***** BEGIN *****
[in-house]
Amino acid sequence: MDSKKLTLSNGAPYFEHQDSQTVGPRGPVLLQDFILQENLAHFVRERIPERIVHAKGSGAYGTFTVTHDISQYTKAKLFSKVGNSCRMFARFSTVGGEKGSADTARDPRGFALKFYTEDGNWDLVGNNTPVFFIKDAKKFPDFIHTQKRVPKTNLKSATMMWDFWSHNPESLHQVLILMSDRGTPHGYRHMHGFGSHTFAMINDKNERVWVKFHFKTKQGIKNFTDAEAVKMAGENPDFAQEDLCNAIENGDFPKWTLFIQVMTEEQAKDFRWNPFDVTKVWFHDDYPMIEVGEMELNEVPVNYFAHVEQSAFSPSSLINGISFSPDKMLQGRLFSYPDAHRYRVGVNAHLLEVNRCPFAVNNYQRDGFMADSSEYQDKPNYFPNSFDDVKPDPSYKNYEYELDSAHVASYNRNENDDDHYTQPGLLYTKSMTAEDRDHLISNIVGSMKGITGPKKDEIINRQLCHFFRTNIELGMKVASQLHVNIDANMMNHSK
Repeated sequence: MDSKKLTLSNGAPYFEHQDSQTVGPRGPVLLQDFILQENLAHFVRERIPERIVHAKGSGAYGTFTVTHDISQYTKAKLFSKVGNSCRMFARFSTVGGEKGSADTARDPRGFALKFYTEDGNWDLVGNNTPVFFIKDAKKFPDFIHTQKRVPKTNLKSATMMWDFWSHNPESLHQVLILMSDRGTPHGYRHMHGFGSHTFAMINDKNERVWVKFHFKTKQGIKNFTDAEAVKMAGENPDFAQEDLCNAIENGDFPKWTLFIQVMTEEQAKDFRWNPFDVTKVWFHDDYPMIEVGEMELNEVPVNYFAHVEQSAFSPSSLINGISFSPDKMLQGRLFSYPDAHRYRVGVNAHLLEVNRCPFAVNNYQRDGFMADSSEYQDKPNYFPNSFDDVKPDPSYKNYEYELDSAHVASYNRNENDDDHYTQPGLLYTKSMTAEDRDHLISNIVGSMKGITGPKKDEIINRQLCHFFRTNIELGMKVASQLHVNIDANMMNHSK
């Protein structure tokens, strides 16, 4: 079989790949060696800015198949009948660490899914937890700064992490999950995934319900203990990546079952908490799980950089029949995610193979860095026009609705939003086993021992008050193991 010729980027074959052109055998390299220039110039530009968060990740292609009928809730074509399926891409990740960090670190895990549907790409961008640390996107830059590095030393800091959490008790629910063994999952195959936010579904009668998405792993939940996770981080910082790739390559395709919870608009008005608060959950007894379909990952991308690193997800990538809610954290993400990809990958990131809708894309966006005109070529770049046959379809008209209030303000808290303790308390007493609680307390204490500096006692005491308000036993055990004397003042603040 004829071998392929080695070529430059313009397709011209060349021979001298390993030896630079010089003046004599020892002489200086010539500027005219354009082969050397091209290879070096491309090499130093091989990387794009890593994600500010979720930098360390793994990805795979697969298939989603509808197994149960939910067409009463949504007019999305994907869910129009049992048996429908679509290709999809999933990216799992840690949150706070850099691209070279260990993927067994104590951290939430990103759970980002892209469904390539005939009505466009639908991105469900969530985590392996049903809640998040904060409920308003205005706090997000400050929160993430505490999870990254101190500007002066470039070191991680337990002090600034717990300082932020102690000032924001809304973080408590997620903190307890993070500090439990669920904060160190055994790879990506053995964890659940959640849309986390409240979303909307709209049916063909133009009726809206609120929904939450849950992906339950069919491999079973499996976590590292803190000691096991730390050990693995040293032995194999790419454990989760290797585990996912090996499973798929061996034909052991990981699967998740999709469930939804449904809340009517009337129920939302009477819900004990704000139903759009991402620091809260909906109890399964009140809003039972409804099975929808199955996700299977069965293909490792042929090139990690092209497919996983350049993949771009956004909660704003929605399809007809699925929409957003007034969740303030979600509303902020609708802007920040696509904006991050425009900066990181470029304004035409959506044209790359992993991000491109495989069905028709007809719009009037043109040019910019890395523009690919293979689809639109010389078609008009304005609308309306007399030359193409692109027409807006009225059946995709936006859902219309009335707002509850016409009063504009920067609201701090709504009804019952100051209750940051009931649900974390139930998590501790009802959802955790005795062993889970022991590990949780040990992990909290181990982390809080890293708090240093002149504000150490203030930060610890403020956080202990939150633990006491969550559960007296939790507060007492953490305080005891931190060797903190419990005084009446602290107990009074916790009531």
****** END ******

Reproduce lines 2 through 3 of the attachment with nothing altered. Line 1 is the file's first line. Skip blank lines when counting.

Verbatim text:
Amino acid sequence: MDSKKLTLSNGAPYFEHQDSQTVGPRGPVLLQDFILQENLAHFVRERIPERIVHAKGSGAYGTFTVTHDISQYTKAKLFSKVGNSCRMFARFSTVGGEKGSADTARDPRGFALKFYTEDGNWDLVGNNTPVFFIKDAKKFPDFIHTQKRVPKTNLKSATMMWDFWSHNPESLHQVLILMSDRGTPHGYRHMHGFGSHTFAMINDKNERVWVKFHFKTKQGIKNFTDAEAVKMAGENPDFAQEDLCNAIENGDFPKWTLFIQVMTEEQAKDFRWNPFDVTKVWFHDDYPMIEVGEMELNEVPVNYFAHVEQSAFSPSSLINGISFSPDKMLQGRLFSYPDAHRYRVGVNAHLLEVNRCPFAVNNYQRDGFMADSSEYQDKPNYFPNSFDDVKPDPSYKNYEYELDSAHVASYNRNENDDDHYTQPGLLYTKSMTAEDRDHLISNIVGSMKGITGPKKDEIINRQLCHFFRTNIELGMKVASQLHVNIDANMMNHSK
Repeated sequence: MDSKKLTLSNGAPYFEHQDSQTVGPRGPVLLQDFILQENLAHFVRERIPERIVHAKGSGAYGTFTVTHDISQYTKAKLFSKVGNSCRMFARFSTVGGEKGSADTARDPRGFALKFYTEDGNWDLVGNNTPVFFIKDAKKFPDFIHTQKRVPKTNLKSATMMWDFWSHNPESLHQVLILMSDRGTPHGYRHMHGFGSHTFAMINDKNERVWVKFHFKTKQGIKNFTDAEAVKMAGENPDFAQEDLCNAIENGDFPKWTLFIQVMTEEQAKDFRWNPFDVTKVWFHDDYPMIEVGEMELNEVPVNYFAHVEQSAFSPSSLINGISFSPDKMLQGRLFSYPDAHRYRVGVNAHLLEVNRCPFAVNNYQRDGFMADSSEYQDKPNYFPNSFDDVKPDPSYKNYEYELDSAHVASYNRNENDDDHYTQPGLLYTKSMTAEDRDHLISNIVGSMKGITGPKKDEIINRQLCHFFRTNIELGMKVASQLHVNIDANMMNHSK